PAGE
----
UBC Theses and Dissertations
Metabolic consequences of diving: the anoxic turtle Storey, Kenneth Bruce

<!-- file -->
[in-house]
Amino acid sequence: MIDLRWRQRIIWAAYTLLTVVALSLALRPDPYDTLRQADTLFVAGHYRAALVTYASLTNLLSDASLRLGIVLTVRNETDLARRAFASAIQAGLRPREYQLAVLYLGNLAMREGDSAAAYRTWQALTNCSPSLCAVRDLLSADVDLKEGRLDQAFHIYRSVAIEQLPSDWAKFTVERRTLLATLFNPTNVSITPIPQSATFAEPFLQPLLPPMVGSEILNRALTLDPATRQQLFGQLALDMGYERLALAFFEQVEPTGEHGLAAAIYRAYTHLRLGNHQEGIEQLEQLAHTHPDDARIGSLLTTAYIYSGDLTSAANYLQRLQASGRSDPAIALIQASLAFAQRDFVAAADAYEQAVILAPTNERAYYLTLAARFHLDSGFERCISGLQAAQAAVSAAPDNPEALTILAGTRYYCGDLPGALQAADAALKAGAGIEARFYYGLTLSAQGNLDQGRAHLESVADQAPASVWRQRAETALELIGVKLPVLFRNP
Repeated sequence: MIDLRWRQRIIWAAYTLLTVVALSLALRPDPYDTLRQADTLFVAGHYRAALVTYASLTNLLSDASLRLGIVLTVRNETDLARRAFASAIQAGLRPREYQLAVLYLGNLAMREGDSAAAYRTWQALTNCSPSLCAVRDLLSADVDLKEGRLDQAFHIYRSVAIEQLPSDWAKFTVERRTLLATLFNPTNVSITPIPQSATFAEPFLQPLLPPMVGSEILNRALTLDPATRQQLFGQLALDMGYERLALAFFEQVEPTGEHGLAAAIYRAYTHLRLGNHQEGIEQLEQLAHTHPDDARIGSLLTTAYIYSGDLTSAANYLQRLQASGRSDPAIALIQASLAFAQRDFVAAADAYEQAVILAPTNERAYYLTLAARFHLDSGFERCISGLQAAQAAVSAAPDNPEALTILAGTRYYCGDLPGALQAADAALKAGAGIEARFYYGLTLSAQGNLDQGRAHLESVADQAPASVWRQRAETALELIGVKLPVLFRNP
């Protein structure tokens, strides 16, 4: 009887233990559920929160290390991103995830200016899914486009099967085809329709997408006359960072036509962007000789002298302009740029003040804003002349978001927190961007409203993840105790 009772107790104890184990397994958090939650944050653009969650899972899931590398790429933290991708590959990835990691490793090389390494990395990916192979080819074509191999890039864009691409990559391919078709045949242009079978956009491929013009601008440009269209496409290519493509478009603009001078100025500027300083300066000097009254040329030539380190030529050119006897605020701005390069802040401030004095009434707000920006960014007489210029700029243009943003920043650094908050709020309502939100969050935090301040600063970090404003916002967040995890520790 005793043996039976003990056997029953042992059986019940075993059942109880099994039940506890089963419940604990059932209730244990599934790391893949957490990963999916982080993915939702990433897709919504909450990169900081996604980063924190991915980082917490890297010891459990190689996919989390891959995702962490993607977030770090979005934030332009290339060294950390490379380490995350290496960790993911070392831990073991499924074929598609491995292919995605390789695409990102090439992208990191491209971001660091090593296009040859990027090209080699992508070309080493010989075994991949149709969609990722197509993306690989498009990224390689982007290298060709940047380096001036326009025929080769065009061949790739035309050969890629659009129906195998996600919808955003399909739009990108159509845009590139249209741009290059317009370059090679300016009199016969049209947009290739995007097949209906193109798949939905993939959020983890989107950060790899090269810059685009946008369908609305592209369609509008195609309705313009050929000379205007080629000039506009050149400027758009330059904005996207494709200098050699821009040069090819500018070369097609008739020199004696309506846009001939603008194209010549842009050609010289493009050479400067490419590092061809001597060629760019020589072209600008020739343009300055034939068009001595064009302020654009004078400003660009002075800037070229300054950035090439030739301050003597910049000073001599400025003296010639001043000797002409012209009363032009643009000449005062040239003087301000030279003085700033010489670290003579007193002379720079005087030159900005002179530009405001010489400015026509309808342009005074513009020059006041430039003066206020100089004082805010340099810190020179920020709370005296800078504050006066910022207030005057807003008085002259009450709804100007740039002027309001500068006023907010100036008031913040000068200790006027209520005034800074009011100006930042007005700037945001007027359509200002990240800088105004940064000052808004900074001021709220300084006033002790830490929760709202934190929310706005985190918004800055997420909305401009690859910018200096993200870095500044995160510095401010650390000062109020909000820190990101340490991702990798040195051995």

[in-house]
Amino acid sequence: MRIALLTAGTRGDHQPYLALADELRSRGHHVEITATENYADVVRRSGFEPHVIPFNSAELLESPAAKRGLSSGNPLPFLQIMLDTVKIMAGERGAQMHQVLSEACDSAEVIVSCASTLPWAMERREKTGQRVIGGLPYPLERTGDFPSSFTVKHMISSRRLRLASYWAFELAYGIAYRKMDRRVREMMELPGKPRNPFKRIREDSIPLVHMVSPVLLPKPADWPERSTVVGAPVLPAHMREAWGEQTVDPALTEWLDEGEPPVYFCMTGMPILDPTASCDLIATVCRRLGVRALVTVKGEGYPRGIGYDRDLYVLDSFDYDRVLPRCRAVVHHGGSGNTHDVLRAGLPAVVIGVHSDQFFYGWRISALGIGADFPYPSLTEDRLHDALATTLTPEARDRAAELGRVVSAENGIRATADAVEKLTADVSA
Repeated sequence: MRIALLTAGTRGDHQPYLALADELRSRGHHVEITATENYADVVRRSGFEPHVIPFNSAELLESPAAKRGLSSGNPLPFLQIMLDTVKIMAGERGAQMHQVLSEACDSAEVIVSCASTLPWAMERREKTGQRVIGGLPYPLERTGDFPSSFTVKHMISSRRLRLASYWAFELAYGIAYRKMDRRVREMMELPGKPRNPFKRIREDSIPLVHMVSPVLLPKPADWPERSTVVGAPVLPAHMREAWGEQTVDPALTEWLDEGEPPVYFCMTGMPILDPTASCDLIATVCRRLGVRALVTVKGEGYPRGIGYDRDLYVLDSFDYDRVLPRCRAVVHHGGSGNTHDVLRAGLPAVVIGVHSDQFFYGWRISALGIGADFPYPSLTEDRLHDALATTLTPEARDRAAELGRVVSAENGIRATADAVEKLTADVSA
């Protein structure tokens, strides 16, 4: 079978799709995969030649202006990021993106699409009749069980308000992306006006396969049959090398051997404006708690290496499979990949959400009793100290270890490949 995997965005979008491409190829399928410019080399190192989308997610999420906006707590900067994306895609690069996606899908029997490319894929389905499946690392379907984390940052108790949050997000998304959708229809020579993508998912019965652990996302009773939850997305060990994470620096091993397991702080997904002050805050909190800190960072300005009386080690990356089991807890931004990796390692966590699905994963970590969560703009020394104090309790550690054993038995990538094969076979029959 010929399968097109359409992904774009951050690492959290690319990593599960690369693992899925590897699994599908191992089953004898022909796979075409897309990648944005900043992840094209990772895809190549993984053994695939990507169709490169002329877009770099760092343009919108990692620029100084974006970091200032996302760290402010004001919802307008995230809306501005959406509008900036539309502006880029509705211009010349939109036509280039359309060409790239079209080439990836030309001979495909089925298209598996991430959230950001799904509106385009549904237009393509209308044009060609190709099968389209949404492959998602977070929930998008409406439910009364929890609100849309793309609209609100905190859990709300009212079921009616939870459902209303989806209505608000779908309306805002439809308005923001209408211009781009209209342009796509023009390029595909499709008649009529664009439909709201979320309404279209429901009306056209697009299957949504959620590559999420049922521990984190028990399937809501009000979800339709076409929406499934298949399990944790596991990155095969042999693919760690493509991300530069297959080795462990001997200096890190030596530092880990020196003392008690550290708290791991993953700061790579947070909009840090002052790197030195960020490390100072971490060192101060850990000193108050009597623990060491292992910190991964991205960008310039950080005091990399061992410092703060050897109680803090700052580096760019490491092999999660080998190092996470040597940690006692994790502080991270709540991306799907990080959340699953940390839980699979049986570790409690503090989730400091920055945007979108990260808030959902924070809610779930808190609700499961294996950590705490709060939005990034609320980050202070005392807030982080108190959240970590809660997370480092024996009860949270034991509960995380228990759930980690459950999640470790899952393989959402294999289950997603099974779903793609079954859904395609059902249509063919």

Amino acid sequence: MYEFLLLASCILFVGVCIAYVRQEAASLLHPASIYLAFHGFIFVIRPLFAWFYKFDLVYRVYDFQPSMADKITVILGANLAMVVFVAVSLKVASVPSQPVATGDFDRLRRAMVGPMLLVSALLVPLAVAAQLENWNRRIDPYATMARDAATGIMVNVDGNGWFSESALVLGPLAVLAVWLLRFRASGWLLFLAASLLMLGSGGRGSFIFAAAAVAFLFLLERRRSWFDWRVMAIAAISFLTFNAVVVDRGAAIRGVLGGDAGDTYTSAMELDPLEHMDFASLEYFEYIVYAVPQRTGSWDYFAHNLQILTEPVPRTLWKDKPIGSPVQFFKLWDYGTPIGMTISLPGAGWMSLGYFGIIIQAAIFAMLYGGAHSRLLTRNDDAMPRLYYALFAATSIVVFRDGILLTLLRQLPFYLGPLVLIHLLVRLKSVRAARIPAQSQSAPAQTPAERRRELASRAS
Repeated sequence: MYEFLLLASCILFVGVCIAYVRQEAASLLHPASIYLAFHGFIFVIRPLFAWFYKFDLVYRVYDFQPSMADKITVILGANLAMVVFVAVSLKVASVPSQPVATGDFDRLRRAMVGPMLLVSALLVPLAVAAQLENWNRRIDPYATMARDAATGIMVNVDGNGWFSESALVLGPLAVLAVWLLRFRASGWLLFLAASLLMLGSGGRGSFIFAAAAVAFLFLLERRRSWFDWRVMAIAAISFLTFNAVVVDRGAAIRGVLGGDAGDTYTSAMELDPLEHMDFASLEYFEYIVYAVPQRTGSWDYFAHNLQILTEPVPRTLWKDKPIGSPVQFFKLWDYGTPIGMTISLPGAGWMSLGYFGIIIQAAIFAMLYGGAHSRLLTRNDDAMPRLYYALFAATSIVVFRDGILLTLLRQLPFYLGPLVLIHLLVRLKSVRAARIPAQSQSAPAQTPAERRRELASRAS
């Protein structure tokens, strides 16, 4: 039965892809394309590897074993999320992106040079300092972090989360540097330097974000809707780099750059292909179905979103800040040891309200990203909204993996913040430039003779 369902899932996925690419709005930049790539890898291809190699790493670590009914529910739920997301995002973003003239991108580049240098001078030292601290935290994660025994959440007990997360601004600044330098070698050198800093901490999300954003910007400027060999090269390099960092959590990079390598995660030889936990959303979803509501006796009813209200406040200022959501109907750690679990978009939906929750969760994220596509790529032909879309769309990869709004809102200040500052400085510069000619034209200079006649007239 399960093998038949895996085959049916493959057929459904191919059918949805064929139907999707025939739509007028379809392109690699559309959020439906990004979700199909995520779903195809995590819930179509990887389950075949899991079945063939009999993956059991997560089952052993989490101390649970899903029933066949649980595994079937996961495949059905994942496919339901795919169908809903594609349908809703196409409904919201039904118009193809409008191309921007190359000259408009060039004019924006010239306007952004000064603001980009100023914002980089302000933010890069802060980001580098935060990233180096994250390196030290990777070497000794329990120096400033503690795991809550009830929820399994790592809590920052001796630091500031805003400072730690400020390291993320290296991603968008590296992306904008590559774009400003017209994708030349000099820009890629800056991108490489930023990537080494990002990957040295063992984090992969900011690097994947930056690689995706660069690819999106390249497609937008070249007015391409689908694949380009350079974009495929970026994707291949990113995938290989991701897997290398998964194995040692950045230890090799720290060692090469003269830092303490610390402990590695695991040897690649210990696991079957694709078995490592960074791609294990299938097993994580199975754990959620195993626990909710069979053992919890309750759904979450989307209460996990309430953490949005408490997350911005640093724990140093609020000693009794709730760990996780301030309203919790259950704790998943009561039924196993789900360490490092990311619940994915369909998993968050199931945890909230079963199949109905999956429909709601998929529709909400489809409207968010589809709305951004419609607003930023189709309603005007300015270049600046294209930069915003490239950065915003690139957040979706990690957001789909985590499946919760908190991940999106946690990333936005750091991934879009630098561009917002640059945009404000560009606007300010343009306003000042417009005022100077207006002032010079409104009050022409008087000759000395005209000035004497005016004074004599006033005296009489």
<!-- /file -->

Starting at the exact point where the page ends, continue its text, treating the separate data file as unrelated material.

Catalytic and regulatory properties of phosphofructokinase (PFK) (EC 126.96.36.199), pyruvate kinase (PK) (EC 188.8.131.52), and creatine kinase (CK) (EC 184.108.40.206) from the heart of the red-eared turtle (Pseudemys scripta elegans) were studied. Particular attention was given to those properties of the enzymes which could help to explain the high glycolytic efficiency in this tissue and so provide insights into the selective forces involved in the evolutionary development of an extreme tolerance to anoxia. The control of glycolytic flux in turtle ventrical muscle has been vested primarily in phosphofructokinase and pyruvate kinase. Creatine phosphate and fructose diphosphate play pivotal roles in the channelling of carbon through the pathway and in the production of metabolic energy as ATP. The levels of these key metabolites are in turn tightly regulated. One of the enzymes studied (phosphofructokinase) controls the levels of fructose diphosphate produced and creatine kinase (itself modulated by the cell's redox balance) controls creatine phosphate levels. When oxygen levels are reduced, NADH accumulates because of a decrease in electron transport chain regeneration of NAD (129). This leads to an effective activation of creatine kinase by lowering the Kм for creatine phosphate. This activation causes a drop in creatine phosphate levels without the decline in ATP levels that are seen at the onset of hypoxia in other tissues ( 4 ). Since the high levels of creatine phosphate present in aerobic heart are responsible for the inhibition of phosphofructokinase by greatly increasing the for its substrate, fructose-6-phosphate, this drop in concentration deinhibits the enzyme and leads to a flush of its product, fructose diphosphate. The increase in fructose diphosphate (1) serves to activate phosphorructokinase by itself, and (2) further reduces the effect of creatine phosphate by a deinhibition of the enzyme. These two effects cause an autocatalytic increase in flux through this locus* Fructose diphosphate also feed-forward activates pyruvate kinase by decreasing the Km for its substrate, phosphoenolpyruvate, and serves to deinhibit this enzyme which is normally inactive due to alanine and ATP inhibition. The most important feature of such a regulatory system is that it is a kind of autocatalytic cascade. Once the activation of creatine kinase is initiated by the redox imbalance inherent in anaerobiosis, all the various regulatory interactions potentiate one another. Drops in inhibitor levels lead to increases in activator levels and these activators serve to further deinhibit. These interacting effects serve to potentiate anoxic production of energy to compensate for the temporary depletion of oxygen in diving stress and in long periods of hibernation in this turtle, Nature's premier vertebrate anaerobe.
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